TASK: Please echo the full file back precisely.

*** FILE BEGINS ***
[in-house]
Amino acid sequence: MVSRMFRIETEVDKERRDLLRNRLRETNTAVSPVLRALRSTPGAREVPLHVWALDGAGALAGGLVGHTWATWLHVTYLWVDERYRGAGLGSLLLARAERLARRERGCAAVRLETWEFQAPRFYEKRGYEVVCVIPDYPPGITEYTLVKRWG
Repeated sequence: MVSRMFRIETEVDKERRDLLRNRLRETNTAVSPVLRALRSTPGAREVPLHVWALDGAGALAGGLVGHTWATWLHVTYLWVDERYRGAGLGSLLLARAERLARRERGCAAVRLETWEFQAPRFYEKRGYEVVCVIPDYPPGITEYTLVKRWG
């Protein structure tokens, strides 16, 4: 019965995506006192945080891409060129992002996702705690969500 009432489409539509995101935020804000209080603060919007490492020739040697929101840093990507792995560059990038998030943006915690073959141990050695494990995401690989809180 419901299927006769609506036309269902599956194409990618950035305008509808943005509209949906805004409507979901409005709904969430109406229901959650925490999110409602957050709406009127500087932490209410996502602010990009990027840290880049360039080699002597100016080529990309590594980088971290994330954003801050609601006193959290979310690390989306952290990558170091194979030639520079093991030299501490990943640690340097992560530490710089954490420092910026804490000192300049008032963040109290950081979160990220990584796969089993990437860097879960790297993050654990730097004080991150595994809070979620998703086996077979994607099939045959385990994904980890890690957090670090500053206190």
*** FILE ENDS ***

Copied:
[in-house]
Amino acid sequence: MVSRMFRIETEVDKERRDLLRNRLRETNTAVSPVLRALRSTPGAREVPLHVWALDGAGALAGGLVGHTWATWLHVTYLWVDERYRGAGLGSLLLARAERLARRERGCAAVRLETWEFQAPRFYEKRGYEVVCVIPDYPPGITEYTLVKRWG
Repeated sequence: MVSRMFRIETEVDKERRDLLRNRLRETNTAVSPVLRALRSTPGAREVPLHVWALDGAGALAGGLVGHTWATWLHVTYLWVDERYRGAGLGSLLLARAERLARRERGCAAVRLETWEFQAPRFYEKRGYEVVCVIPDYPPGITEYTLVKRWG
């Protein structure tokens, strides 16, 4: 019965995506006192945080891409060129992002996702705690969500 009432489409539509995101935020804000209080603060919007490492020739040697929101840093990507792995560059990038998030943006915690073959141990050695494990995401690989809180 419901299927006769609506036309269902599956194409990618950035305008509808943005509209949906805004409507979901409005709904969430109406229901959650925490999110409602957050709406009127500087932490209410996502602010990009990027840290880049360039080699002597100016080529990309590594980088971290994330954003801050609601006193959290979310690390989306952290990558170091194979030639520079093991030299501490990943640690340097992560530490710089954490420092910026804490000192300049008032963040109290950081979160990220990584796969089993990437860097879960790297993050654990730097004080991150595994809070979620998703086996077979994607099939045959385990994904980890890690957090670090500053206190």